Global importers slash U.S. corn, soybean purchases

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With corn and soybean prices at or near record-high levels due to the drought gripping the Midwest, global importers, as well as some U.S. users, are looking to other suppliers such as Brazil for better prices, says Joe Kerns, president, Kerns and Associates, Ames, Iowa.

“We are seeing cancellations of certain obligations right now as buyers look for alternatives to those offered in the U.S. market,” Kerns says. “Odds are good they can source it cheaper in other foreign markets.”

Net U.S. corn export sales for the week ended July 12 totaled just 180,700 tons, according to a Reuters report. In the same week a year ago, corn sales totaled 901,500 tons. The majority of the sales were to Japan, the top U.S. corn customer. Corn export sales have failed to top 400,000 tons in seven of the past eight weeks, according to USDA data.

Soybean export sales fell to 407,600 tons for the week ending July 13, the lowest since late January. Purchases by China, the world's top soybean importer, were that country's smallest in seven weeks.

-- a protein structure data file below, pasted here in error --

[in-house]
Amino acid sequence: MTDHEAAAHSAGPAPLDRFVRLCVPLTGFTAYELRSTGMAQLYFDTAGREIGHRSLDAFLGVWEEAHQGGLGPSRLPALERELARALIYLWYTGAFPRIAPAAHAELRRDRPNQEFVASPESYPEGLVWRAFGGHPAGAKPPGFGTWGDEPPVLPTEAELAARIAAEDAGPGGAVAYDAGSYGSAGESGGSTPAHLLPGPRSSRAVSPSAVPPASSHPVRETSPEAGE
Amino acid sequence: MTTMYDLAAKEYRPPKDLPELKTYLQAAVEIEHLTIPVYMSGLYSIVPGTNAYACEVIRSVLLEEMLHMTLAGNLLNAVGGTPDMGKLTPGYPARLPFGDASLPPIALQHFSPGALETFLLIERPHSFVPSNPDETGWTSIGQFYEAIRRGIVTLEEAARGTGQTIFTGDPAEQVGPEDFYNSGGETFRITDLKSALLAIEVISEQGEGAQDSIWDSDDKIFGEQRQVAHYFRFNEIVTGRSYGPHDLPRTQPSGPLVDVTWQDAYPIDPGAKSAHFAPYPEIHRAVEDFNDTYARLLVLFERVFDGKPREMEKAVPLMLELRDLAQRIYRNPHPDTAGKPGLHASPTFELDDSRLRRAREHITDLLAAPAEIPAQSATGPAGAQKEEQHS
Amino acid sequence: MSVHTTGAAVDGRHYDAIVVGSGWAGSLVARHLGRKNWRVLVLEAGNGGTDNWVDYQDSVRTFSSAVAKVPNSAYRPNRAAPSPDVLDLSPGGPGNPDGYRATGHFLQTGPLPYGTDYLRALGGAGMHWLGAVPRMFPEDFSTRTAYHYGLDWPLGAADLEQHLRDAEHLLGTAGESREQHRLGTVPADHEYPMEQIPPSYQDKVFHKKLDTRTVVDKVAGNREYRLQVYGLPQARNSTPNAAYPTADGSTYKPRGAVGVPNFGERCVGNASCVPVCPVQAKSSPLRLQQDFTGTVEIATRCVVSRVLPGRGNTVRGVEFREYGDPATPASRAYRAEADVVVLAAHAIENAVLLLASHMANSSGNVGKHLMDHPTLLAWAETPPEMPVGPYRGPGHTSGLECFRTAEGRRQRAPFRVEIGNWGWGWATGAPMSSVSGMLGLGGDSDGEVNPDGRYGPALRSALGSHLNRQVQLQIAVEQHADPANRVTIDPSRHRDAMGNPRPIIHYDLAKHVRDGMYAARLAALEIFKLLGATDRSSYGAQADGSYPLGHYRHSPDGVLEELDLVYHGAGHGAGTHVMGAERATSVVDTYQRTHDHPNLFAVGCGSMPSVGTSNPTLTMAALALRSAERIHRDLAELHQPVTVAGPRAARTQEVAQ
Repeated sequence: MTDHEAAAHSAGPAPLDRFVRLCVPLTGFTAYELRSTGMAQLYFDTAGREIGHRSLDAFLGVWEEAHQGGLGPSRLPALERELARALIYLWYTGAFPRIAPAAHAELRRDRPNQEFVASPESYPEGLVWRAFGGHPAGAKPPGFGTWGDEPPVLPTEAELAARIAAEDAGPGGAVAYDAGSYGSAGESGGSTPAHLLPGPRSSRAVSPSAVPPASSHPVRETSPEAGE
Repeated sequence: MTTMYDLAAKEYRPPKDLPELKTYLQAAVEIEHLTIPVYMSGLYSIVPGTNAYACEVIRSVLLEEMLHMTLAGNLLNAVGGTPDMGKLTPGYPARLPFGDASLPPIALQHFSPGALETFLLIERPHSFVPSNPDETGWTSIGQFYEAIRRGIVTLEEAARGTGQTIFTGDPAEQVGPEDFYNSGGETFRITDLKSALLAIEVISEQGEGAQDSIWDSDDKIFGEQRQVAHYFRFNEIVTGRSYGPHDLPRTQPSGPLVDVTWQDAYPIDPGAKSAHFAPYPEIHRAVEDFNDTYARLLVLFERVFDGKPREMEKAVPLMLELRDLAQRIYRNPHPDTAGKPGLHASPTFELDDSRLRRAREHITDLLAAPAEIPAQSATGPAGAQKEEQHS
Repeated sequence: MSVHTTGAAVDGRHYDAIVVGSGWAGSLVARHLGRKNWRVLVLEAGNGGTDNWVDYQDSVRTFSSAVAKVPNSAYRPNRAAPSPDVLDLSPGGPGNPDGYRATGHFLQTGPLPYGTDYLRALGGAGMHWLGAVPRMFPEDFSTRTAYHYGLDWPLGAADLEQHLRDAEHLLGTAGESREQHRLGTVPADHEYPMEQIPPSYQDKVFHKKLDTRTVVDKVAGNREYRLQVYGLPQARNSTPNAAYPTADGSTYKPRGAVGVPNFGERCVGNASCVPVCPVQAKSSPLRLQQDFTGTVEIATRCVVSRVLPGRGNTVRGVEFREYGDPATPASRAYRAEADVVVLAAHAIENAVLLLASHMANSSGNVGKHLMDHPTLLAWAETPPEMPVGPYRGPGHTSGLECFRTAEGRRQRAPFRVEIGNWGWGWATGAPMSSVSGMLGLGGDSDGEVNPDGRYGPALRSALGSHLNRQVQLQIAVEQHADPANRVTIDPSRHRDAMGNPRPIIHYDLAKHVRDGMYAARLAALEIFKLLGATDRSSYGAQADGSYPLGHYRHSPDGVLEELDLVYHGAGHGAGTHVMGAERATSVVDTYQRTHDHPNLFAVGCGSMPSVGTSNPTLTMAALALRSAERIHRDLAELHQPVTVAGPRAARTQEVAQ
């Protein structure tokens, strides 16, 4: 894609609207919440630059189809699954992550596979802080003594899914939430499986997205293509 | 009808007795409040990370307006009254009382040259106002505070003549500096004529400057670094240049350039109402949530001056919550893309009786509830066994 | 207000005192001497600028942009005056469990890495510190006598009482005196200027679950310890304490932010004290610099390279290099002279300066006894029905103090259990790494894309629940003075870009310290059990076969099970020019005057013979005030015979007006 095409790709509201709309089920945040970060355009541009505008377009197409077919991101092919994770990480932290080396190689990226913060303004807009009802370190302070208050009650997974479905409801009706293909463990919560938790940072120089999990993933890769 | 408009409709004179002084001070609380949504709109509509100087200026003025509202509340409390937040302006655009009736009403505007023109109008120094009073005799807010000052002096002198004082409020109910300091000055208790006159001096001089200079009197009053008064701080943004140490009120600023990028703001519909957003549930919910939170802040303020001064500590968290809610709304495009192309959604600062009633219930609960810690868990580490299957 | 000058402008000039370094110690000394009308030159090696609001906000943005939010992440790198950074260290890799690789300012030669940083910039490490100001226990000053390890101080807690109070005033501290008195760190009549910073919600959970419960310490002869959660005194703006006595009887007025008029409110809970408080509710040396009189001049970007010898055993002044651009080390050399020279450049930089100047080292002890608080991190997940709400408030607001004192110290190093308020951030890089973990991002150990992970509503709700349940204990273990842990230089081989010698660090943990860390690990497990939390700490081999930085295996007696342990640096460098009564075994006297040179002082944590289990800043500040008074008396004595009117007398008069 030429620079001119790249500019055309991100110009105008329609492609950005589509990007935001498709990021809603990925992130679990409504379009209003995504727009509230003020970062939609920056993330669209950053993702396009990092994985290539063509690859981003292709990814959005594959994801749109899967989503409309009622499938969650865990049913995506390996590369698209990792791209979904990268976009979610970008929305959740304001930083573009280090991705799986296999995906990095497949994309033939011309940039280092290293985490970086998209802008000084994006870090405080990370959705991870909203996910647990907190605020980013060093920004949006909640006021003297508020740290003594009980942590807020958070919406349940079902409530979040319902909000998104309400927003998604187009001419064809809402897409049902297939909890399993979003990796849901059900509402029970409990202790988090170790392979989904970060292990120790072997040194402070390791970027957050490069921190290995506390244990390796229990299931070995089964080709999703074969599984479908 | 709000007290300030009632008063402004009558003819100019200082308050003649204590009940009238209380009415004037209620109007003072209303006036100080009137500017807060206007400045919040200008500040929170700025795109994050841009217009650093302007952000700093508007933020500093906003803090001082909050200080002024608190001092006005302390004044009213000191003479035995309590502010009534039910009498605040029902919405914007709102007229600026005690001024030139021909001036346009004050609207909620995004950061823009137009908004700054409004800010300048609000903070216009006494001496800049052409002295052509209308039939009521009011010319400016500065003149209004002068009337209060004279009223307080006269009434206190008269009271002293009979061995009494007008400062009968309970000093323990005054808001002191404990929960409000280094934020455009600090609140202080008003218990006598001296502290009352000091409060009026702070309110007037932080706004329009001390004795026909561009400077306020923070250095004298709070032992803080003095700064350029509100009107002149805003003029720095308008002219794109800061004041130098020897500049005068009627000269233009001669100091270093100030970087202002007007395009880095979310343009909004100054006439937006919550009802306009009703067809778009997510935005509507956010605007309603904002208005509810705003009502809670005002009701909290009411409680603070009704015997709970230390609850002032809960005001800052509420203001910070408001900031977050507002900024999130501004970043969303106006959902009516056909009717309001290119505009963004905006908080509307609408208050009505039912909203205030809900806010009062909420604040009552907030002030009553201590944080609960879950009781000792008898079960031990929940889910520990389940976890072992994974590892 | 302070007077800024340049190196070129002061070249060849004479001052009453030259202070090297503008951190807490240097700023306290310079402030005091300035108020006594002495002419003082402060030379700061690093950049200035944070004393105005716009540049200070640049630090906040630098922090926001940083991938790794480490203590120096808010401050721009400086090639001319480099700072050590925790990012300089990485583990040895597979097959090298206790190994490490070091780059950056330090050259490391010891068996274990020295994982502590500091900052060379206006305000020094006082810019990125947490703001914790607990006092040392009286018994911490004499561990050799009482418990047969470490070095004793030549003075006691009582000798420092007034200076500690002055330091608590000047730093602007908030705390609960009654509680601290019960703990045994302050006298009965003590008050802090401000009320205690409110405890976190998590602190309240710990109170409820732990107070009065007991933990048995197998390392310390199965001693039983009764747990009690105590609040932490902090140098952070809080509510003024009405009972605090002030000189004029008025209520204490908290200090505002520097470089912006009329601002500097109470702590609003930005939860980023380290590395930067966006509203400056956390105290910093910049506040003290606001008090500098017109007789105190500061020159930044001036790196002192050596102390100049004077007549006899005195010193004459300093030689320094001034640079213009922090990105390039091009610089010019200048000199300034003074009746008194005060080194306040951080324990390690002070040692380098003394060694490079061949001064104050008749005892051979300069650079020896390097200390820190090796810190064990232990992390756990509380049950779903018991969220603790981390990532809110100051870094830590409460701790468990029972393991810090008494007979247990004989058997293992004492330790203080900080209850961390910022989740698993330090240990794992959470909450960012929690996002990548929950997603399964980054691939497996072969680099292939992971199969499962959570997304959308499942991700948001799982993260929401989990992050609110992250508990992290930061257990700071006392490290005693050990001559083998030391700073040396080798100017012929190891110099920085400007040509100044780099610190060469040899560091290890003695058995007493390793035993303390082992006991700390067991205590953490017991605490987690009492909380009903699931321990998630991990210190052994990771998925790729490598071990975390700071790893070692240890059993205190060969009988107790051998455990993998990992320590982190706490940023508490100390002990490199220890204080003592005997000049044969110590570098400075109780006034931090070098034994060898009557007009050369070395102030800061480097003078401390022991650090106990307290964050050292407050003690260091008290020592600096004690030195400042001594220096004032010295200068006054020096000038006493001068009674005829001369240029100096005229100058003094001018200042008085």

Corn users in the United States also are looking at non-U.S. grain to reduce costs amid soaring domestic prices. “Corn users will be bringing Brazilian-grown corn into the southeast United States and almost certainly Asian destinations that have relied on U.S. corn will be doing likewise,” according to Kerns. “Corn is cheaper from origins outside the United States.”

Brazilian corn production may exceed soybean production for the first time in history, Kerns predicts.

One net effect of the U.S. drought will be more corn being planted in foreign countries. “The U.S. drought is creating great incentive for South American producers to plant as many acres to corn and soybeans as they possibly can, Kerns says.

According to Soybean and Corn Advisor, Inc, due to the tropical climate and long growing season in Brazil, their crop production cycles are much more complicated than the traditional cropping cycles found in the United States. Corn and soybean planting in Brazil generally starts in September and continues through October. Harvest of Brazilian crops is usually completed in March.



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